Huginn being referred to as thought and Muninn as memory.Each day the ravens fly out from Hliðskjálf and bring Odin news from Midgard. The Old English word for a raven was hræfn; in Old Norse it was hrafn; the word was frequently used in combinations as a kenning for bloodshed and battle. Which means in Religious and Pagan eras, the black was seen as a masculine attribute for killing and war.
Chinese Mythology and Legend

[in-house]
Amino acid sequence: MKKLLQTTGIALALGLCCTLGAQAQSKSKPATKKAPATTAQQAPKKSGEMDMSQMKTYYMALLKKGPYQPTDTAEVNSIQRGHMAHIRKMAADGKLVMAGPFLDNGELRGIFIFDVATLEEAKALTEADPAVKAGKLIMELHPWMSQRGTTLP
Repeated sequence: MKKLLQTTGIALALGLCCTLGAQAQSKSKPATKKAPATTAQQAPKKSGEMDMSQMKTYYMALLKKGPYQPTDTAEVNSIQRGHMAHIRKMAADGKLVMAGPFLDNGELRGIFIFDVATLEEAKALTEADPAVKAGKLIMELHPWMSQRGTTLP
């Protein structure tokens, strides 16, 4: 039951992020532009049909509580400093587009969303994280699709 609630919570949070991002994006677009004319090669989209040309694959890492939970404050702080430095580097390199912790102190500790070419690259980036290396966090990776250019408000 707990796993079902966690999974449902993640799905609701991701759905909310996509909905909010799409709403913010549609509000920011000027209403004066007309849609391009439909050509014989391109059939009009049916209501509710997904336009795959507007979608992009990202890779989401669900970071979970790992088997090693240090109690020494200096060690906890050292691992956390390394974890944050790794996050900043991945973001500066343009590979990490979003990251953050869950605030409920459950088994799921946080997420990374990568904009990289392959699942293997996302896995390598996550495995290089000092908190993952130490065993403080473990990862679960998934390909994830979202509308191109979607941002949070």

The three-legged raven or crow is commonly found in mythology and art of East Asia, specifically China, Japan and Korea. The bird inhabits and is a representative of the sun. It is a bird ancestor the earliest forms is a tripedal footed crow still found in modern-day China. Evidence of this earliest bird, was the Sun-Bird motif (animism ancestors) or totems, excavations from around 5000 bce from the lower Yangtze River delta area. This Sun-Bird was also observed in later Yangshao and Longshan Cultures. The Chinese have several versions Sun Crow tales. But the most popular depiction and myth of the Sun crow is that of the Yangwu or Jinwu, the “golden crow”. According to folklore, there were originally ten Sun-Ravens or Sun-Crows which settled in ten separate suns. They perched on a red mulberry tree called the Fusang, literally meaning “the leaning mulberry tree”, in the East at the foot of the Valley of the Sun.